Boxing comeback[edit]

Palomino began his comeback on January 10, 1997, beating Ismaél Díaz by a knockout in round nine. He won four fights that year. including one over former world champion Rene Arredondo, but when he lost by decision in ten to former Oscar De La Hoya world title challenger Wilfredo Rivera on May 30 of 1998, he decided to retire for good, and has stayed in retirement ever since.[19]

Sporting positions
Preceded by
John H. Stracey
WBC Welterweight Champion
22 Jun 1976 – 14 Jan 1979
Succeeded by
Wilfred Benítez

After boxing[edit]

Acting career[edit]

In 1980, Miller Lite beer signed Palomino as a spokesman as part of a television commercial campaign that also included Walt Frazier and other noted athletes. As a consequence of the enjoyable experience and the media exposure that followed, he decided to launch a career as an actor [20] He participated in a number of movies and television series, before deciding to launch a boxing comeback at the age of 48, in 1997.[21]

Palomino was elected as chairman of the California State Athletic Commission, where he performed for a few years. He is now involved in charity work, most notably Tony Baltazar's charity organization, and he travels around the United States to attend charity events and do autograph shows.[22]

IBHF[edit]

Palomino was selected to the International Boxing Hall of Fame on January 8, 2004. He was inducted on June 13.[23]

Personal life[edit]

On March 14, 1980, his younger brother, Paul Palomino - a member of the U.S. boxing team en route to Poland for a competition - was killed in the crash of LOT Polish Airlines Flight 007.

On December 19, 2008, Palomino's wife, Daliene Ingram, was featured in an episode of Are You Smarter Than A Fifth Grader?. Their daughter Alexa, a fifth grader, was the extra classmate at the Mystery Desk for the occasion.[24]

See also[edit]

References[edit]

  1. ^ "Carlos Palomino - Boxrec Boxing Encyclopaedia". Boxrec.com. 2013-05-04. Retrieved 2014-05-12. 
  2. ^ "Hall of Fame Profile: Carlos Palomino - Ring TV". Ringtv.craveonline.com. 2011-06-14. Retrieved 2014-05-12. 
  3. ^ JOHN NADEL (2004-01-09). "Carlos Palomino Facing Long Odds in Comeback - Los Angeles Times". Articles.latimes.com. Retrieved 2014-05-12. 
  4. ^ "Los inmortales del boxeo mexicano - Más Deportes". mediotiempo.com. 2011-06-13. Retrieved 2014-05-12.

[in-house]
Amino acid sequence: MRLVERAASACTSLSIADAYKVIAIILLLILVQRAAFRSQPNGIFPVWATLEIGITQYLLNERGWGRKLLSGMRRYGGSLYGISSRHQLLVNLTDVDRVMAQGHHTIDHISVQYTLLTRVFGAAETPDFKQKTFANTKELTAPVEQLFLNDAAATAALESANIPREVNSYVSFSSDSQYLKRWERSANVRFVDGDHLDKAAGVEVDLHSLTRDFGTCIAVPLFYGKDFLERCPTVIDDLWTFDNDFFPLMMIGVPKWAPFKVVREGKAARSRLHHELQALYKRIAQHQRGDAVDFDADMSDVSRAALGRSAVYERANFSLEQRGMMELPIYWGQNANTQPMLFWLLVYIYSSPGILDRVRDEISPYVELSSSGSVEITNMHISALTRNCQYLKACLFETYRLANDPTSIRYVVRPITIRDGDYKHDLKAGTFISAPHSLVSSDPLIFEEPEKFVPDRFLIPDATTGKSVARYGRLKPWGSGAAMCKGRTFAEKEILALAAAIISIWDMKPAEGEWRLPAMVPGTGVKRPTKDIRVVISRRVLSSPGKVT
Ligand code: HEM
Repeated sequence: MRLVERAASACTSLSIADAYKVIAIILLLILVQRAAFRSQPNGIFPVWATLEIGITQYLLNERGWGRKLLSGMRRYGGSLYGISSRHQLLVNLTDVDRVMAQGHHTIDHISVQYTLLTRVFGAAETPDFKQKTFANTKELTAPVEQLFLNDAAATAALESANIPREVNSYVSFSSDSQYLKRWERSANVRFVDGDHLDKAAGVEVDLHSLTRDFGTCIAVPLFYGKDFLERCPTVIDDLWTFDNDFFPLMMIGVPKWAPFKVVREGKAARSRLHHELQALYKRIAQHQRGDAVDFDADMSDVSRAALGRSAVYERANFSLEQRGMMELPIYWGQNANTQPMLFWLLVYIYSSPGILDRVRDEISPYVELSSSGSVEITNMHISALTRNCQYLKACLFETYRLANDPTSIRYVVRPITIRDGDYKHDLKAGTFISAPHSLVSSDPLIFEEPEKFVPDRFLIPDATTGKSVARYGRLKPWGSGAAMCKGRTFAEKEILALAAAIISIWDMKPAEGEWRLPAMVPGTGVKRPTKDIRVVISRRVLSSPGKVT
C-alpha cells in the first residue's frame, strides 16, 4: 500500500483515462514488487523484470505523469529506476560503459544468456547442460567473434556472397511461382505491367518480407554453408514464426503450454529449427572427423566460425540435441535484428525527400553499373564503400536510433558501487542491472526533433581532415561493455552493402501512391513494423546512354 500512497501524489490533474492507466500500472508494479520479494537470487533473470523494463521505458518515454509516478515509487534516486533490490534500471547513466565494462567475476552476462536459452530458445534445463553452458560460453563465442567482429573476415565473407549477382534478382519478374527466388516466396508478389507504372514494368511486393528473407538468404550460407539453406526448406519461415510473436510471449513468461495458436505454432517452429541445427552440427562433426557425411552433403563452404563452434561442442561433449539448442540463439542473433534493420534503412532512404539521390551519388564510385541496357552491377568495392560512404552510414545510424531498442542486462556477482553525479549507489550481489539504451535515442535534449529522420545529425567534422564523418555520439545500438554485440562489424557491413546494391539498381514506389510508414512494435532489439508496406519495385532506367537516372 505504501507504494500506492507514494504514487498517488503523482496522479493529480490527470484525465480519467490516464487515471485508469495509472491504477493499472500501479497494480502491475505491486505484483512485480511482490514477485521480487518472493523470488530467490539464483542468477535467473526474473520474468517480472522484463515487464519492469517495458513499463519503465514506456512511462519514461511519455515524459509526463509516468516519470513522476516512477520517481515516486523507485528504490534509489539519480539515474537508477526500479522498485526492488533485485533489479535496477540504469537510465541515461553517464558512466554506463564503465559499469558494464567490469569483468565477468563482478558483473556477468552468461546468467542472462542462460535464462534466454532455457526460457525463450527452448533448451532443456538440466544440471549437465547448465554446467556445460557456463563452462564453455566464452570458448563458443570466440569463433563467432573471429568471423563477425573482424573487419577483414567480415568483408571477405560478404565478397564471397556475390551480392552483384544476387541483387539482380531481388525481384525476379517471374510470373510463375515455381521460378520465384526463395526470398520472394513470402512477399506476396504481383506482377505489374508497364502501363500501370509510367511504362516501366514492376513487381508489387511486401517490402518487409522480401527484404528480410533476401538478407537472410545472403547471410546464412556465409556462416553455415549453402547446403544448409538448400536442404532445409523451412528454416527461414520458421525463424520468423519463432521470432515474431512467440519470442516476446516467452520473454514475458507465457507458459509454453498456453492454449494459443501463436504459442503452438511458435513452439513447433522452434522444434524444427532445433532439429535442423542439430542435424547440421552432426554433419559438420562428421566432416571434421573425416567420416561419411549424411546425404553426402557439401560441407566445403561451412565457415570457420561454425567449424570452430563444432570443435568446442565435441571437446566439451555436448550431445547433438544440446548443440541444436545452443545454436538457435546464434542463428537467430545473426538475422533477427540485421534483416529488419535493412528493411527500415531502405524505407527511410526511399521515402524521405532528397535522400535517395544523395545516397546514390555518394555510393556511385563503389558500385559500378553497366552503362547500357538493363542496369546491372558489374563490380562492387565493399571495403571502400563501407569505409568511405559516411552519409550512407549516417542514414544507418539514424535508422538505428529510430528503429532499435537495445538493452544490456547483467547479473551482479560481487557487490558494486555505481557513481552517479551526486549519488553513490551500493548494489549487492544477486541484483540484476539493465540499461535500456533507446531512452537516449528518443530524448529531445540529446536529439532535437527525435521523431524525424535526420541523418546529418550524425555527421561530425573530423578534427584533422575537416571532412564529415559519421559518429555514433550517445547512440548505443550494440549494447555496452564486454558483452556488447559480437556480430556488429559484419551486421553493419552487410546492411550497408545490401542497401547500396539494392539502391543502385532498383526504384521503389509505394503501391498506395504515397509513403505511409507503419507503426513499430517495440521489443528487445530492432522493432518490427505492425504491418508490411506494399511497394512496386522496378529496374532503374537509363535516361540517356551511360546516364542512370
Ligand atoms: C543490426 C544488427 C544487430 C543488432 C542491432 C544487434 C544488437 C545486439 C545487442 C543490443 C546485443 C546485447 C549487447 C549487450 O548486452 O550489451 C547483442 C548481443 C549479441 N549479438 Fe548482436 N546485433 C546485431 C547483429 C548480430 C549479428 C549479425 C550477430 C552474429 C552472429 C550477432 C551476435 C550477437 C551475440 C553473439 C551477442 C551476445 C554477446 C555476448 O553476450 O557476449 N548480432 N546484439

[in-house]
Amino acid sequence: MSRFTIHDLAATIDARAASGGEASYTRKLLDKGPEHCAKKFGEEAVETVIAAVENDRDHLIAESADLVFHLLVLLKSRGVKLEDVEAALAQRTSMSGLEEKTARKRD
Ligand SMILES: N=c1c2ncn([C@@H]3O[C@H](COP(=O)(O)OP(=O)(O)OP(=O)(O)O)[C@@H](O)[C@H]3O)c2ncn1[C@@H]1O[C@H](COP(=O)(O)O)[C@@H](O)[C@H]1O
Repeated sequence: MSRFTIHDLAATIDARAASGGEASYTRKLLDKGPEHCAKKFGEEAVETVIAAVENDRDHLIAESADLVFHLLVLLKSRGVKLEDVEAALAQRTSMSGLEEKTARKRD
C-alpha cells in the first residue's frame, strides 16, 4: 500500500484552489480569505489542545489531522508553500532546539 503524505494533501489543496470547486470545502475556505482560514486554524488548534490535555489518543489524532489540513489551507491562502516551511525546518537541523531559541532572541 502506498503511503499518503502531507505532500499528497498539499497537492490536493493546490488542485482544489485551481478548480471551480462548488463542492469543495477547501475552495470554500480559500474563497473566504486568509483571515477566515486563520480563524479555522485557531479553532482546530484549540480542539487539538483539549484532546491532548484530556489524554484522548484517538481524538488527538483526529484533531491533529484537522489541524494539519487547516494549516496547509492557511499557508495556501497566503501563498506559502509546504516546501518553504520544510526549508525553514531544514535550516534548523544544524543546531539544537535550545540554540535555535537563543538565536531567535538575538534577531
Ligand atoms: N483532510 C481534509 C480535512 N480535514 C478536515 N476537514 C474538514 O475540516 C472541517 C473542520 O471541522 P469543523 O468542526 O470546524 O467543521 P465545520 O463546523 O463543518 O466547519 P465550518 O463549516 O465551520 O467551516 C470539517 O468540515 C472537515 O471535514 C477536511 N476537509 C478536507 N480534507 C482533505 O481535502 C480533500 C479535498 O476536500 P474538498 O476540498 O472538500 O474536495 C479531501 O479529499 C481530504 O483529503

5. ^ Pat Putnam (1979-01-22). "He was behind on points after 13 rounds, and when WBC - 01.22.79 - SI Vault". Sportsillustrated.cnn.com. Retrieved 2014-05-12. 
  6. ^ "RSR Brings that 70’s Show with Former WBC Welterweight Champion Carlos Palomino Part I". Ringside Report. Retrieved 2014-05-12. 
  7. ^ "Making a Name for Himself : Carlos Palomino Jr. Takes His Best Shots on the Basketball Court, Not in the Boxing Ring - Los Angeles Times". Articles.latimes.com. 1988-01-02. Retrieved 2014-05-12. 
  8. ^ http://blopinion.com/carlos-palomino-boxeador
  9. ^ "Carlos Palomino joins CMXsports team". Eastsideboxing.com. Retrieved 2014-05-12. 
  10. ^ "ESPN Deportes: null: Carlos Palomino". Espndeportes.espn.go.com. Retrieved 2014-05-12. 
  11. ^ "It’s Never Too late for John Stracey vs. Carlos Palomino 2! - Boxing News". Boxingscene.com. Retrieved 2014-05-12. 
  12. ^ JERRY CROWE (2009-02-16). "Boxers took their rivalry to a higher degree - Los Angeles Times". Articles.latimes.com. Retrieved 2014-05-12. 
  13. ^ "Carlos Palomino vs. Armando Muniz (1st meeting) - Boxrec Boxing Encyclopaedia". Boxrec.com. Retrieved 2014-05-12. 
  14. ^ "Interview with Armando Muniz - On Pacquiao vs Mayweather Prediction, Ricky Hatton, Erik Morales, Shane Mosley, Israel Vasquez, Robbery and much More". Doghouseboxing.com. Retrieved 2014-05-12. 
  15. ^ "Biografia de Armando Muñiz". Deporteshoy.com. Retrieved 2014-05-12. 
  16. ^ "Carlos Palomino: The Best I Faced - Ring TV". Ringtv.craveonline.com. 2011-01-23. Retrieved 2014-05-12. 
  17. ^ "Carlos Palomino vs. Wilfred Benitez - Boxrec Boxing Encyclopaedia". Boxrec.com. Retrieved 2014-05-12. 
  18. ^ "Roberto Duran vs. Carlos Palomino - Boxrec Boxing Encyclopaedia". Boxrec.com. Retrieved 2014-05-12. 
  19. ^ July 1, 2010 (2010-07-01). "Mexican Boxing Legend Carlos Palomino In Profile : Idaho – Business and Finance". Idahoagbell.org. Retrieved 2014-05-12. 
  20. ^ "Account Suspended". Aftermissjulie.com. Retrieved 2014-05-12. 
  21. ^ February 6th, 2007 By RingTalk (2007-02-06). "Where Are They Now? Ex-Champion Carlos Palomino". Ringtalk. Retrieved 2014-05-12. 
  22. ^ "Carlos Palomino and Allias Aguilar". BoxingSocialist.com. 2011-05-09. Retrieved 2014-05-12. 
  23. ^ "Carlos Palomino". Ibhof.com. Retrieved 2014-05-12. 
  24. ^ TV.com (2008-12-19). "Are You Smarter Than a 5th Grader? - Season 3, Episode 16: Episode 238". TV.com. Retrieved 2014-05-12. 

External links[edit]